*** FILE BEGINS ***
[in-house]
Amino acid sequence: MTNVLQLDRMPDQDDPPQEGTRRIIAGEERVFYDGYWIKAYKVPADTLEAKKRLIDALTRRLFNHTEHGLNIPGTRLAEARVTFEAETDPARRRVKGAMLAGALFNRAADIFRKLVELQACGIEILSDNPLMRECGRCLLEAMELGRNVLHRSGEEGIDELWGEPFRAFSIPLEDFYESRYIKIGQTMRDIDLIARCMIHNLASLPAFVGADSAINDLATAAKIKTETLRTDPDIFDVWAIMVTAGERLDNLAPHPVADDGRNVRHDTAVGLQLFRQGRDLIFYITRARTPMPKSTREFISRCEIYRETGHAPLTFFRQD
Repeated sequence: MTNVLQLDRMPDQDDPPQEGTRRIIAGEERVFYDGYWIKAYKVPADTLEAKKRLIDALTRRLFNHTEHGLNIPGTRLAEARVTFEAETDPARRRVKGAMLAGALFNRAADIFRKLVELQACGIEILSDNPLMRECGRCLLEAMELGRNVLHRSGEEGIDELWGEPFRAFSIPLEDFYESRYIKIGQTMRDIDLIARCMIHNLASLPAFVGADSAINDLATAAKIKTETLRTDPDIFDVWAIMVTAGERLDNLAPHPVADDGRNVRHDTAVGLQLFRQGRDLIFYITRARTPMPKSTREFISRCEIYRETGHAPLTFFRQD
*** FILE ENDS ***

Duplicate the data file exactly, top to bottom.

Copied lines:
[in-house]
Amino acid sequence: MTNVLQLDRMPDQDDPPQEGTRRIIAGEERVFYDGYWIKAYKVPADTLEAKKRLIDALTRRLFNHTEHGLNIPGTRLAEARVTFEAETDPARRRVKGAMLAGALFNRAADIFRKLVELQACGIEILSDNPLMRECGRCLLEAMELGRNVLHRSGEEGIDELWGEPFRAFSIPLEDFYESRYIKIGQTMRDIDLIARCMIHNLASLPAFVGADSAINDLATAAKIKTETLRTDPDIFDVWAIMVTAGERLDNLAPHPVADDGRNVRHDTAVGLQLFRQGRDLIFYITRARTPMPKSTREFISRCEIYRETGHAPLTFFRQD
Repeated sequence: MTNVLQLDRMPDQDDPPQEGTRRIIAGEERVFYDGYWIKAYKVPADTLEAKKRLIDALTRRLFNHTEHGLNIPGTRLAEARVTFEAETDPARRRVKGAMLAGALFNRAADIFRKLVELQACGIEILSDNPLMRECGRCLLEAMELGRNVLHRSGEEGIDELWGEPFRAFSIPLEDFYESRYIKIGQTMRDIDLIARCMIHNLASLPAFVGADSAINDLATAAKIKTETLRTDPDIFDVWAIMVTAGERLDNLAPHPVADDGRNVRHDTAVGLQLFRQGRDLIFYITRARTPMPKSTREFISRCEIYRETGHAPLTFFRQD